Let's make beautiful, gloomy meringues! Few delights are more charming or versatile. The first task is to decide which method to use – there are many options. Most of the time, I go the Swiss meringue route, which I'll explain below. Many people prefer to use the French method – where you beat the eggs until they are nice and sparkling, adding granulated sugar a little at a time. I wouldn't argue that this is the simplest method, but I like the Swiss meringue approach for a number of reasons.
Swiss meringue technique
To make the Swiss meringue, basically combine all your ingredients in a mixing bowl. Heat a syrup pan over water until smooth, then open the mixing container back into your mixer. Stir until you have a beautiful, bright, glossy meringue. It's pretty straight forward. I think cooking sugar always freaks people out, and to do it right, you need to use a thermometer, but don't let that deter you.
Why the Swiss Meringue?
Reason number one, you don't need to remember to bring your eggs to room temperature. This is important. I always forget to pull my eggs from the fridge. You don't have to worry about this if you use the Swiss approach. Secondly, I like being able to channel my meringue into somewhat complicated shapes (see photos). I have much better luck with the Swiss meringue. It is more rigid and holds ridges, dolls and blooms better. If you are trying to avoid the meringue, start here.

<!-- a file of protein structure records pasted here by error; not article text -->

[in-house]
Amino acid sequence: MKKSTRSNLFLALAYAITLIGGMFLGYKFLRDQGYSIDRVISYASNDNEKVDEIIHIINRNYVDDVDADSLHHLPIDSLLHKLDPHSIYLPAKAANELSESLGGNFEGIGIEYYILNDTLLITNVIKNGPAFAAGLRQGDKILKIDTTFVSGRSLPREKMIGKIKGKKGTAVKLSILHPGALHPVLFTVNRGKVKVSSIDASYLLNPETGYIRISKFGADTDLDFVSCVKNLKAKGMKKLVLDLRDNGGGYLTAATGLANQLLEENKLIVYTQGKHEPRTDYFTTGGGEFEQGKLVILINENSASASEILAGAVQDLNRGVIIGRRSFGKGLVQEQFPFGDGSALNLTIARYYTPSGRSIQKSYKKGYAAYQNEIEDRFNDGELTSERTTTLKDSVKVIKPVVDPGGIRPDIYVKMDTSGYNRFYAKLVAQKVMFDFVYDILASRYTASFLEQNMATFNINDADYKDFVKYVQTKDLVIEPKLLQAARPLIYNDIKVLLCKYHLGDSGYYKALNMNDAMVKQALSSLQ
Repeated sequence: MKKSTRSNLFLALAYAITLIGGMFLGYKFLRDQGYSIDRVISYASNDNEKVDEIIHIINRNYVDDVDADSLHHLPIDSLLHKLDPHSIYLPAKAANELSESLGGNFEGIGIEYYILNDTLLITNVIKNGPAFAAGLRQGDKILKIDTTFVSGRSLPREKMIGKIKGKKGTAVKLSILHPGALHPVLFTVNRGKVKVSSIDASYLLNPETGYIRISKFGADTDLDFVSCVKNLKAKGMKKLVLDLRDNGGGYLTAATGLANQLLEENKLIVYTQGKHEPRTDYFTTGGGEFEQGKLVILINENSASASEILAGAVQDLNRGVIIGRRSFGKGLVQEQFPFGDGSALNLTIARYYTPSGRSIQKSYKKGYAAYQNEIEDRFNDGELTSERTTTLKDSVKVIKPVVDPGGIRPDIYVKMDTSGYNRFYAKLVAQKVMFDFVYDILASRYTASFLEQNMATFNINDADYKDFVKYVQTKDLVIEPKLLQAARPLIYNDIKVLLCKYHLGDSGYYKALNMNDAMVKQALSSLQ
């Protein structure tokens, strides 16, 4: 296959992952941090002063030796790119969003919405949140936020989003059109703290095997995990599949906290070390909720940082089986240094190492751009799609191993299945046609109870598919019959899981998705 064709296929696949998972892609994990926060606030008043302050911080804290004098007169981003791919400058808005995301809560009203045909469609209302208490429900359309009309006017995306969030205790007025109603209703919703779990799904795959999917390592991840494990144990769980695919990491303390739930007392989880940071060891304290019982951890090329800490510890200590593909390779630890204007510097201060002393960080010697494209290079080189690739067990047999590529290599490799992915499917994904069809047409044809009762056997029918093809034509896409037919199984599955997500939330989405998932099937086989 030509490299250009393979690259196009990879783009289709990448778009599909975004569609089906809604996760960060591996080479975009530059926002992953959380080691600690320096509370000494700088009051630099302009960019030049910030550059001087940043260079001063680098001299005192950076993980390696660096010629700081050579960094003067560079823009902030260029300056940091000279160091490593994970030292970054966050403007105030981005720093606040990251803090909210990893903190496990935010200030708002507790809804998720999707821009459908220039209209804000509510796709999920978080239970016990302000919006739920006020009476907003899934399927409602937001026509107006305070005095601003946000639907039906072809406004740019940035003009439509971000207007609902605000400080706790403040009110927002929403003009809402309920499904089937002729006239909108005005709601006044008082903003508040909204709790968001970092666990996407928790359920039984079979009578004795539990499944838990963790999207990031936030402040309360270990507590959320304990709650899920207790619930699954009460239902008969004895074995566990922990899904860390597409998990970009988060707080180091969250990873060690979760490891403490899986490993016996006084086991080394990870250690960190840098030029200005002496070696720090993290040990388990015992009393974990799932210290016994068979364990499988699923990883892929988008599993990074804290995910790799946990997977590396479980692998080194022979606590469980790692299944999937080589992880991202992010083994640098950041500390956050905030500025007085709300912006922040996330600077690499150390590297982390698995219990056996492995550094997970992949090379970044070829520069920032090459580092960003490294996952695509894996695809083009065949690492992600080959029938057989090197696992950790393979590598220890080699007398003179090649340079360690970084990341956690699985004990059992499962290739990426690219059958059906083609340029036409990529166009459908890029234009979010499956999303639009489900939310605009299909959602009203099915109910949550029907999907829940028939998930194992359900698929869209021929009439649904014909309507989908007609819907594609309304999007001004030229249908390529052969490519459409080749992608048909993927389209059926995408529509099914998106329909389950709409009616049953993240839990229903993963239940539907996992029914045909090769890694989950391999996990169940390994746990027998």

Keys to success
1) Use a completely clean, dry bowl, whip, spatula, etc. to get the largest volume of meringue. Any residual oils will hinder your efforts.
2) Adjust your baking time depending on whether you are like a chewier or crunchy meringue. Let them bake for a longer time. Up to a few more hours!
3) If you let your meringues bake more, just make sure they don't get any / too much color. Ways to deal with coloring: gently rotate the pans, support the door open with a wooden spoon, move the baking sheets either up or down in the oven.
4) To maintain a glossy shine and texture, do not attempt to knock on the oven door or baking sheet while baking. They may crumble a bit and end up in a broken texture.
The recipe below is a nice base recipe. Once you get the hang of it they play with different additives. I like to mix cocoa beers, toasted coconut flakes, blossomed yolks in almond extract, dried rose petals + rose, lots of mixed sesame seeds or toasted peanuts.